CORRECTED COPY: The Brazil Times has learned Randy's last name is Weaver, not Wheeler. The Brazil Times apologizes for the error.
By FRANK PHILLIPS
Randy Wheeler, 53, is a music teacher in a Roman Catholic Elementary School in New Orleans.
For the past 18 years he has lived in New Orleans and has dodged six or seven hurricanes during that time.
Is he ever afraid?
"Yes, that's why I leave," he said Thursday afternoon. "I left last year before Ivan arrived."
When Randy heard that Katrina was developing into a Cateogry 4 hurricane, he packed a few belongings and his dog, Priscilla, into his car and headed north. He is staying with his cousins, Ernie and Marge Pflueger, in Brazil.
"I brought a good bit of my clothes, credentials for teaching, my birth certificate and Social Security card and some pictures," he said.
Randy keeps his traveling items in a special place so he can grab them quickly when it is time to evacuate New Orleans.
On Thursday, he was substitute teaching at Northview High School to give him something to think about besides his uprooted life.
Although he is sure some of his acquaintances didn't make it out before the hurricane made landfall, his friends are all safe and accounted for.
The last friend he heard from is a mounted police officer, originally from Terre Haute. She was evacuated with other police officers to a farm north of New Orleans.
A neighbor stayed behind until Sunday. He said the apartment house Randy lives in on the second floor of a building in the French Quarter sustained little damage. Some plaster blew off but it appeared to be otherwise structurally sound.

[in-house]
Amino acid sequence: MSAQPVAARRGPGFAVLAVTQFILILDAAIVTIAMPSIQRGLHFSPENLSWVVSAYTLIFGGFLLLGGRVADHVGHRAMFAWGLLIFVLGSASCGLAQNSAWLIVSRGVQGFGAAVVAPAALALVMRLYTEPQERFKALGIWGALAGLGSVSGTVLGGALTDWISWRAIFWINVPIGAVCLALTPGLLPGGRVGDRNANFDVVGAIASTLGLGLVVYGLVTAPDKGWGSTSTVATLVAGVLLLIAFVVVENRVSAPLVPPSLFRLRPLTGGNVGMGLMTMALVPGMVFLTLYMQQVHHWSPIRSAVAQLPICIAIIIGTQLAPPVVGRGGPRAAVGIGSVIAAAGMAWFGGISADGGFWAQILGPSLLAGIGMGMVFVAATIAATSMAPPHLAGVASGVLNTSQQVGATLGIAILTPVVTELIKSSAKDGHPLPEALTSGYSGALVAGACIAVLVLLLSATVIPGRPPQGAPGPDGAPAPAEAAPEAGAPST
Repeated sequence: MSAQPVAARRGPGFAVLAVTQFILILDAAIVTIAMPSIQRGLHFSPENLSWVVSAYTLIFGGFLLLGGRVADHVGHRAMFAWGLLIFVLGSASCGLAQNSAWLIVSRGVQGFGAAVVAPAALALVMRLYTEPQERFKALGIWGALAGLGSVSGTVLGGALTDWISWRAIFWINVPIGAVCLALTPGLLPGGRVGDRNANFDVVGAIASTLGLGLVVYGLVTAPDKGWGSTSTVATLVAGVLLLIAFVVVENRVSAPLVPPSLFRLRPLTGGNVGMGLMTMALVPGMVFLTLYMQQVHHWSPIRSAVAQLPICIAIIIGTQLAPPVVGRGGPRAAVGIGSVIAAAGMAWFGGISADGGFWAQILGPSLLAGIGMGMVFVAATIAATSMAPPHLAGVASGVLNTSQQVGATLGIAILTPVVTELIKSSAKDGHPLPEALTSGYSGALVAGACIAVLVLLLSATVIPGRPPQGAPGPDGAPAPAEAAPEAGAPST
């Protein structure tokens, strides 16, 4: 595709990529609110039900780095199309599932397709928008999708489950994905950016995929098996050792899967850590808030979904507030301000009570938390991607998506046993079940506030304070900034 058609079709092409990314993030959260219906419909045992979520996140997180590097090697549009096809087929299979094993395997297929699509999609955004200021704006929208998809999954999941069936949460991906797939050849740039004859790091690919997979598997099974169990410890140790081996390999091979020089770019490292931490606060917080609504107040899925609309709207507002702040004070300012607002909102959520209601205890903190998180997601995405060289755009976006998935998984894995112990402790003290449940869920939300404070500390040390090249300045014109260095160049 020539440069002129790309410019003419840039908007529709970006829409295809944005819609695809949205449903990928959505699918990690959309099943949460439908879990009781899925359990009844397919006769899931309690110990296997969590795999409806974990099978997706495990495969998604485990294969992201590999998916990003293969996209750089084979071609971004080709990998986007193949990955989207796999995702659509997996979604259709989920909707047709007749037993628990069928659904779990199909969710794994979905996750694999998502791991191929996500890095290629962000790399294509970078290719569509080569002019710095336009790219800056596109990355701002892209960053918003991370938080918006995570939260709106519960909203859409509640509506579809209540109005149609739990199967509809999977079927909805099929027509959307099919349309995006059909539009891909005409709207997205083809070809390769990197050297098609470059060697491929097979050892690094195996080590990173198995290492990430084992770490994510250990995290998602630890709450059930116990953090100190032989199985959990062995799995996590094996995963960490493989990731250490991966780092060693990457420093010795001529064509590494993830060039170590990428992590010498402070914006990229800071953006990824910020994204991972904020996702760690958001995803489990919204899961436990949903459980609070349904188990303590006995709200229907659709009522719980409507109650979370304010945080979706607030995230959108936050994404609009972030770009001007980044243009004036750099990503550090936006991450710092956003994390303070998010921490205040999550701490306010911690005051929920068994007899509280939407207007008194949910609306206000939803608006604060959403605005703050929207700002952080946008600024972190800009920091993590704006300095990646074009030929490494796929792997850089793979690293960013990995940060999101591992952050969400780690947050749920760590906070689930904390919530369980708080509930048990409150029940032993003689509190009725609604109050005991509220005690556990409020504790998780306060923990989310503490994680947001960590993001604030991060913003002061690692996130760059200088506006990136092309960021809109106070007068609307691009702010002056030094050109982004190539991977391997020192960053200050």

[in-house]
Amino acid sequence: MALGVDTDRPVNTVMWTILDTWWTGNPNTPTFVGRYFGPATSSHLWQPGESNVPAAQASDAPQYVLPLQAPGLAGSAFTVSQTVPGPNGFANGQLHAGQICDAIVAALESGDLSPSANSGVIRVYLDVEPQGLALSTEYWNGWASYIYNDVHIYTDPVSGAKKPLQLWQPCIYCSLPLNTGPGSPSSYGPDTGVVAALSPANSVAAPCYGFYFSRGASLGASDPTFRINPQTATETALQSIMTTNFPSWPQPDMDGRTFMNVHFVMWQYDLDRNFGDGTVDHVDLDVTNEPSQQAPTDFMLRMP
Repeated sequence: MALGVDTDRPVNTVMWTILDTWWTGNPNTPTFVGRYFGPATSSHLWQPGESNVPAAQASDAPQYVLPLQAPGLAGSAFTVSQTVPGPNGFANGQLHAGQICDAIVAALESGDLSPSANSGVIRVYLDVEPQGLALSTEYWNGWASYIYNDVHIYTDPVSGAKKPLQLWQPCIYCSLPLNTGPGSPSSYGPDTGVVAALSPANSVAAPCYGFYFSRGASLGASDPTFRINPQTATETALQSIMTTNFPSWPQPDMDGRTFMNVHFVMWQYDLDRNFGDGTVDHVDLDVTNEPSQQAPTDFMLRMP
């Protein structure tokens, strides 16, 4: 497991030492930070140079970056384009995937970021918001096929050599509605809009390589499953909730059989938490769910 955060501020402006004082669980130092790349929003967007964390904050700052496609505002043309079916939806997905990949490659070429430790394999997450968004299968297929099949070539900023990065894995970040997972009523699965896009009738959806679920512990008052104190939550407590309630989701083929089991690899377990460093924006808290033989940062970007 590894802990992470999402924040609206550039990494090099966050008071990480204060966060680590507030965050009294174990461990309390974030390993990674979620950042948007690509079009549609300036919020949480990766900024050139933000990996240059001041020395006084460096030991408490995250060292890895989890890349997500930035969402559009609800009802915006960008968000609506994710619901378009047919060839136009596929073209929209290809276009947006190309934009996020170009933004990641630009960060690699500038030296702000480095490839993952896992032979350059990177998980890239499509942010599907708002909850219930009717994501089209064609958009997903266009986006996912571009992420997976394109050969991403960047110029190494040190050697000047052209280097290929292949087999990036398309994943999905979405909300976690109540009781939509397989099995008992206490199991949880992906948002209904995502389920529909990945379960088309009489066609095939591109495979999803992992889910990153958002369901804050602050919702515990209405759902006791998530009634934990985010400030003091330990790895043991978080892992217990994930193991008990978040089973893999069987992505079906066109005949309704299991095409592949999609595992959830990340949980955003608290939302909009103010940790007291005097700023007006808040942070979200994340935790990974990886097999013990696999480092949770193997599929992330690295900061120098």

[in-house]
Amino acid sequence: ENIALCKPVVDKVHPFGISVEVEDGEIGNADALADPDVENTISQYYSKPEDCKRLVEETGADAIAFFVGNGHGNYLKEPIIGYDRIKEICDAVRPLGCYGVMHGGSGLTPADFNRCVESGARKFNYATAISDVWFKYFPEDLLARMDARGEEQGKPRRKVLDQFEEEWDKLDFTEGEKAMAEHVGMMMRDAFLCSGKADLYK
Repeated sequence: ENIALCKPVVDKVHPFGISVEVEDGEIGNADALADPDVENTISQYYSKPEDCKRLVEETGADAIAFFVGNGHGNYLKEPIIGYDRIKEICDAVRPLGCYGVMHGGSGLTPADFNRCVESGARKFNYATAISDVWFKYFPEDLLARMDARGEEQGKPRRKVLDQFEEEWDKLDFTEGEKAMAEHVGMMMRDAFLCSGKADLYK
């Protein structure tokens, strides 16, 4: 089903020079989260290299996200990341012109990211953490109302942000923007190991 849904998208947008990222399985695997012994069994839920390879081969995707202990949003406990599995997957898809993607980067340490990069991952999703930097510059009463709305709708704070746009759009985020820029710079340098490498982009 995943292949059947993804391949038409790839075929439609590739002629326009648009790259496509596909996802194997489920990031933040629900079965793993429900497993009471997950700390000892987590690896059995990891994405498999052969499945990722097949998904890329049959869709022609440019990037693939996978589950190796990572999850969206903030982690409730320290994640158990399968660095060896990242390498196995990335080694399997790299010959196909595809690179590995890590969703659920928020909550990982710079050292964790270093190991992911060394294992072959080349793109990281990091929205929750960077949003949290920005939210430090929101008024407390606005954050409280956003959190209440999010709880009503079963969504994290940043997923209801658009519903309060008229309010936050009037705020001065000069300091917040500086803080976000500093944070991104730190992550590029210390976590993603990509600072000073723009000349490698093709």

"But we don't know about the inside," Randy added.
Randy feels very fortunate. His neighborhood, the French Quarter is flooded, but water isn't up to the roofs. Most of the damage was done to the newer neighborhoods on the east side of the city, he believes.
Now, he finds it difficult to watch the TV reports about the city for more than a few minutes at a time.
He hopes the beautiful old buildings for which New Orleans is known can be restored.
In fact, that is one of the things he loves about New Orleans. The city's musical heritage is first followed by the culture, the cuisine and the European feel of the city.
Randy appreciates his family's hospitality but hopes his school will soon re-open.
"Our school fared pretty well," he said. "There was some cosmetic damage and two air conditioning units blew off the roof."
School officials have projected it will re-open in January, but Randy hopes it will be before then.
"I think the city will definitely rebuild and be a better place for it," he said. "Life will go on."